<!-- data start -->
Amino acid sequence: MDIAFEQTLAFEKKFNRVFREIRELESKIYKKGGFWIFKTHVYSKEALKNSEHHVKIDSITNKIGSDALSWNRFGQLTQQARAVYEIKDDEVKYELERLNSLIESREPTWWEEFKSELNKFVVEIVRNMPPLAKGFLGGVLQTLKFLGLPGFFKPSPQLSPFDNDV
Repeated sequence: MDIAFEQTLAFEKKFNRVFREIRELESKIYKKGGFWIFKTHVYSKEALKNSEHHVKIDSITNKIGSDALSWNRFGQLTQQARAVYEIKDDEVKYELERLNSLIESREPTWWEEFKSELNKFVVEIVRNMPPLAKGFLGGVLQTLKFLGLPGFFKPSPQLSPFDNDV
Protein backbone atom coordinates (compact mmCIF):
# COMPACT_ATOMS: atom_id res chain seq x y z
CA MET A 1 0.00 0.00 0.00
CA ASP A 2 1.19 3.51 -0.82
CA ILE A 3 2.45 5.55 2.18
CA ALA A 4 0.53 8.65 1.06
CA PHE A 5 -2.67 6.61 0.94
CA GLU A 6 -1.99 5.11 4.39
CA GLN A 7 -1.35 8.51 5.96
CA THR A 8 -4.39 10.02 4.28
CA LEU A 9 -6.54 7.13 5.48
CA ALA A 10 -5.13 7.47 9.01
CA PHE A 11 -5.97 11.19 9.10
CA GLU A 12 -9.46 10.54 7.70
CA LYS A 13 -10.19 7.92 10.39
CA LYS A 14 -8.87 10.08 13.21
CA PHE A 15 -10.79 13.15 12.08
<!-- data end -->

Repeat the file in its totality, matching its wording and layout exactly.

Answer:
Amino acid sequence: MDIAFEQTLAFEKKFNRVFREIRELESKIYKKGGFWIFKTHVYSKEALKNSEHHVKIDSITNKIGSDALSWNRFGQLTQQARAVYEIKDDEVKYELERLNSLIESREPTWWEEFKSELNKFVVEIVRNMPPLAKGFLGGVLQTLKFLGLPGFFKPSPQLSPFDNDV
Repeated sequence: MDIAFEQTLAFEKKFNRVFREIRELESKIYKKGGFWIFKTHVYSKEALKNSEHHVKIDSITNKIGSDALSWNRFGQLTQQARAVYEIKDDEVKYELERLNSLIESREPTWWEEFKSELNKFVVEIVRNMPPLAKGFLGGVLQTLKFLGLPGFFKPSPQLSPFDNDV
Protein backbone atom coordinates (compact mmCIF):
# COMPACT_ATOMS: atom_id res chain seq x y z
CA MET A 1 0.00 0.00 0.00
CA ASP A 2 1.19 3.51 -0.82
CA ILE A 3 2.45 5.55 2.18
CA ALA A 4 0.53 8.65 1.06
CA PHE A 5 -2.67 6.61 0.94
CA GLU A 6 -1.99 5.11 4.39
CA GLN A 7 -1.35 8.51 5.96
CA THR A 8 -4.39 10.02 4.28
CA LEU A 9 -6.54 7.13 5.48
CA ALA A 10 -5.13 7.47 9.01
CA PHE A 11 -5.97 11.19 9.10
CA GLU A 12 -9.46 10.54 7.70
CA LYS A 13 -10.19 7.92 10.39
CA LYS A 14 -8.87 10.08 13.21
CA PHE A 15 -10.79 13.15 12.08